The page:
Testing two models of stigma for birth mothers of a child with fetal alcohol spectrum disorder.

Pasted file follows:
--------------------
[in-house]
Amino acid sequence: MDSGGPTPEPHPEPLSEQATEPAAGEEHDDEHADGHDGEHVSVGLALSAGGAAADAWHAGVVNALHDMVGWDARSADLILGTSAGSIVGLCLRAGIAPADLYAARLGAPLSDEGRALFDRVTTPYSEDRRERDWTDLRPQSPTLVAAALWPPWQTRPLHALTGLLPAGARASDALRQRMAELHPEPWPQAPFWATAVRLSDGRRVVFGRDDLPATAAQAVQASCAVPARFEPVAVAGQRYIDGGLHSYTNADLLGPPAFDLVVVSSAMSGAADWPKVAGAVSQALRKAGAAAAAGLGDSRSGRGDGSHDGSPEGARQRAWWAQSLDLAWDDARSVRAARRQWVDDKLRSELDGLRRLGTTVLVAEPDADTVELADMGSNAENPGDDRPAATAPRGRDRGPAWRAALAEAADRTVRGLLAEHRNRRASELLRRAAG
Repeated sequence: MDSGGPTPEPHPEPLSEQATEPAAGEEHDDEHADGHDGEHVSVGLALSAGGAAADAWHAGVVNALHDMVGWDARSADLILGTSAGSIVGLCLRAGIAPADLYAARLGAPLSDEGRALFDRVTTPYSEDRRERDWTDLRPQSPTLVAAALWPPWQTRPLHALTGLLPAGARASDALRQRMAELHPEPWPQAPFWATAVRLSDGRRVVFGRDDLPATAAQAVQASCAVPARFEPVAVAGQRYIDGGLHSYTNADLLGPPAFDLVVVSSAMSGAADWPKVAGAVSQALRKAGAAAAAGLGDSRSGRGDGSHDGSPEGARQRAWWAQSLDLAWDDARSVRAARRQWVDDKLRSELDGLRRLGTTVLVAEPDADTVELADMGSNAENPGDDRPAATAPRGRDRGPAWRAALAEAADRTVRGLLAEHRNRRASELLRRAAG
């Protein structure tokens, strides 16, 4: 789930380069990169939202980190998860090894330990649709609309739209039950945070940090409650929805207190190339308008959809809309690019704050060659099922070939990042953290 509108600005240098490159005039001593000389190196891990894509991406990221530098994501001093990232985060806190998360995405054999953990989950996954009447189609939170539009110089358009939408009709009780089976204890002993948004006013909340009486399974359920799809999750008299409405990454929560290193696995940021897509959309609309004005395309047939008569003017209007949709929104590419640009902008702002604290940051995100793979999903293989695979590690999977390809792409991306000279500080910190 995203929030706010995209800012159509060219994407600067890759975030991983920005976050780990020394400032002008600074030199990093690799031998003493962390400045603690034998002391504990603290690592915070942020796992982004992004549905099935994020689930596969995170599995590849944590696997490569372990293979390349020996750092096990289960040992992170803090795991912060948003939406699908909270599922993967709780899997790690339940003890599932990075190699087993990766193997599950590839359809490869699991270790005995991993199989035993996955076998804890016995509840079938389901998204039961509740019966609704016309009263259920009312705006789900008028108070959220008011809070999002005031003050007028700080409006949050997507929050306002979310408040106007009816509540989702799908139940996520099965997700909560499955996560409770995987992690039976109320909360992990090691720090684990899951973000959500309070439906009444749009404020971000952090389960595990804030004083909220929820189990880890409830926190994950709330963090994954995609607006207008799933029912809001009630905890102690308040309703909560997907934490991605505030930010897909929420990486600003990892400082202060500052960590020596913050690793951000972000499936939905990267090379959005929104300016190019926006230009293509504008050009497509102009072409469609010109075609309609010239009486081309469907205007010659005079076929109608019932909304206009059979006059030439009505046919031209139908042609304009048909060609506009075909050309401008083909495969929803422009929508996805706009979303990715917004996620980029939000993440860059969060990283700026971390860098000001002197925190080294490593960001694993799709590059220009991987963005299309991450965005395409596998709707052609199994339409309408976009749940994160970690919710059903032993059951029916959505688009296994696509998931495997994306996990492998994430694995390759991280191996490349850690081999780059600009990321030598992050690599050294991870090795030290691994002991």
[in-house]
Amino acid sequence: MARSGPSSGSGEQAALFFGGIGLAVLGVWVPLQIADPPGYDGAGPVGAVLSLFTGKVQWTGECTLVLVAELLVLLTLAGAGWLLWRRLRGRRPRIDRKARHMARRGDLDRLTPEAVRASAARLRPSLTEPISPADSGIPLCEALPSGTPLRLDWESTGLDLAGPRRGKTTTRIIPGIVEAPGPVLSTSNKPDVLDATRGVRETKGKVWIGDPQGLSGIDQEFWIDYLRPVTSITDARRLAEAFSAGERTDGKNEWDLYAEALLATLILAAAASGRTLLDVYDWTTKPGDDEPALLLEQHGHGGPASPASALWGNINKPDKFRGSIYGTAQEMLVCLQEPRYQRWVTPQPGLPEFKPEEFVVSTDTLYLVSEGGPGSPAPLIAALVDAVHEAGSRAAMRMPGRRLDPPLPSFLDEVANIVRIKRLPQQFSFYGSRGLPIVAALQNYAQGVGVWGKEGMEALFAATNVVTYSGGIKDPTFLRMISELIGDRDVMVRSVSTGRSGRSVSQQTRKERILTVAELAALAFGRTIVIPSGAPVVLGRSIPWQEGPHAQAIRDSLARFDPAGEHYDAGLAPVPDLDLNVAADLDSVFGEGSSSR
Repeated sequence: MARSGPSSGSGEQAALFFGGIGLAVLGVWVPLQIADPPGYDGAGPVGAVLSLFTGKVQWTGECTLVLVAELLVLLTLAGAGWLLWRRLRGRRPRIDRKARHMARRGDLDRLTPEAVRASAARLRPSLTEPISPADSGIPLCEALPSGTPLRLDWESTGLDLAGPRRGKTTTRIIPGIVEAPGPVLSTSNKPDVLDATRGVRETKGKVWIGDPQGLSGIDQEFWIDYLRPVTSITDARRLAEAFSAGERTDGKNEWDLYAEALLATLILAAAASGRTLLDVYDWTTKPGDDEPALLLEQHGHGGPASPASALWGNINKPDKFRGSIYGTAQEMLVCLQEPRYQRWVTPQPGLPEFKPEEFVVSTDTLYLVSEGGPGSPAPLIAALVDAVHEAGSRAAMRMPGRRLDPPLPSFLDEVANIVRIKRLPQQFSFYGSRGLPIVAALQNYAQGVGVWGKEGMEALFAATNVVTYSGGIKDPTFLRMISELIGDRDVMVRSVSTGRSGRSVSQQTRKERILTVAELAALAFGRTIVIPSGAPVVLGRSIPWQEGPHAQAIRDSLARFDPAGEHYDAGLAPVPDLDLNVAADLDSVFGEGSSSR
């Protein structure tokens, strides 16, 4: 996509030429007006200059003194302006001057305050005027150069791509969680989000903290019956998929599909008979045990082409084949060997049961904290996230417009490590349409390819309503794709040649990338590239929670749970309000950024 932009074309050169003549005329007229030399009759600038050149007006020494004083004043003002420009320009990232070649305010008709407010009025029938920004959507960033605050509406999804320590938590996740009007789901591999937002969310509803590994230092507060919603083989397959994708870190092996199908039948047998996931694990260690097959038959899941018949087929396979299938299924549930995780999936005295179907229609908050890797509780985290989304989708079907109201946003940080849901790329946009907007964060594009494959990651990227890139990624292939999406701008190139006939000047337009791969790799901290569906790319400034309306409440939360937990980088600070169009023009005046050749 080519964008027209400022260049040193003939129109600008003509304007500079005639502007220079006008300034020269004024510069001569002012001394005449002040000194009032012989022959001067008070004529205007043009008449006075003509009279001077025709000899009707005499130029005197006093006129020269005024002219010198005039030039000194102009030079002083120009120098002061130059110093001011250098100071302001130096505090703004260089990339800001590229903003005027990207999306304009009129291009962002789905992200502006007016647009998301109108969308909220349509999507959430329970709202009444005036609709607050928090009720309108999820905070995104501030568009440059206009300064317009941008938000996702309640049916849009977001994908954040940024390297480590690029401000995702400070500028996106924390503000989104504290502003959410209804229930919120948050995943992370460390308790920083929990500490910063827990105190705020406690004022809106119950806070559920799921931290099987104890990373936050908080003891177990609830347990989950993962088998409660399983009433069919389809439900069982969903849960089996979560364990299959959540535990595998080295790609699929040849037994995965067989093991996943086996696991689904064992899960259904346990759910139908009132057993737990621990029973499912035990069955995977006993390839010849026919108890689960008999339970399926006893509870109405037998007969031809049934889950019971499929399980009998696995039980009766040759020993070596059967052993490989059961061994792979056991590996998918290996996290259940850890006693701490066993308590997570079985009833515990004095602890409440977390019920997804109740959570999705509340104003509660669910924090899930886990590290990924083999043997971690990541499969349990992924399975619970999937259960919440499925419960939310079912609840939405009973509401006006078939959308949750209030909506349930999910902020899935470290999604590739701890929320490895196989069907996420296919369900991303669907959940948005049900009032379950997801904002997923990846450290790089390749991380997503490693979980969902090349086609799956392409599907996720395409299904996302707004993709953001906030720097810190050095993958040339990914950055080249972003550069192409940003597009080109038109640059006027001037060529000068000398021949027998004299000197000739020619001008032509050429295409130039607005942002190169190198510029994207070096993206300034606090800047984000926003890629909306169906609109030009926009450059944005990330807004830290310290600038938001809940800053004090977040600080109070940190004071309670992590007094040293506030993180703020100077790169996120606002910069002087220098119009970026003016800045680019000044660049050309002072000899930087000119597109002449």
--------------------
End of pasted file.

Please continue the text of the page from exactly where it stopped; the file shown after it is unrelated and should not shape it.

The current study tested the utility of 2 models in understanding the stigma of being a birth mother of a child with fetal alcohol spectrum disorder (FASD). The attribution model (AM) sought to explain helping behaviors from controllability and positive emotions, whereas the stereotype content model (SCM) and corresponding behaviors from intergroup affect and stereotypes (BIAS) map sought to explain active and passive facilitation from stereotypes of warmth and competence and emotions of admiration, pity, envy, and contempt. A total of 267 ethnically diverse undergraduates (Mage = 19.18, 75% female) were recruited to complete an online questionnaire. Participants rated birth mothers of a child with FASD on measures of (a) controllability, positive emotions, and helping behaviors for the AM and (b) stereotypes, elicited affect−emotions, and behavioral tendencies for the SCM−BIAS map. Mediation analyses were done using the PROCESS macro for SPSS, applying 5,000 bootstrap resamples with 95% bias-corrected confidence intervals estimated around the indirect effect. As expected, for the AM, mothers rated as higher in controllability elicited fewer positive emotions, and this in turn elicited less help. Also as expected, for the SCM−BIAS map, mothers rated as more warm and competent elicited more admiration, and this admiration in turn elicited more facilitation behaviors. Helping in the AM was strongly related to active and passive facilitation in the SCM−BIAS map, although the SCM−BIAS map explained more of the variance in facilitation than the AM explained in helping. Implications are discussed in terms of future research and stigma reduction interventions. (PsycINFO Database Record (c) 2019 APA, all rights reserved)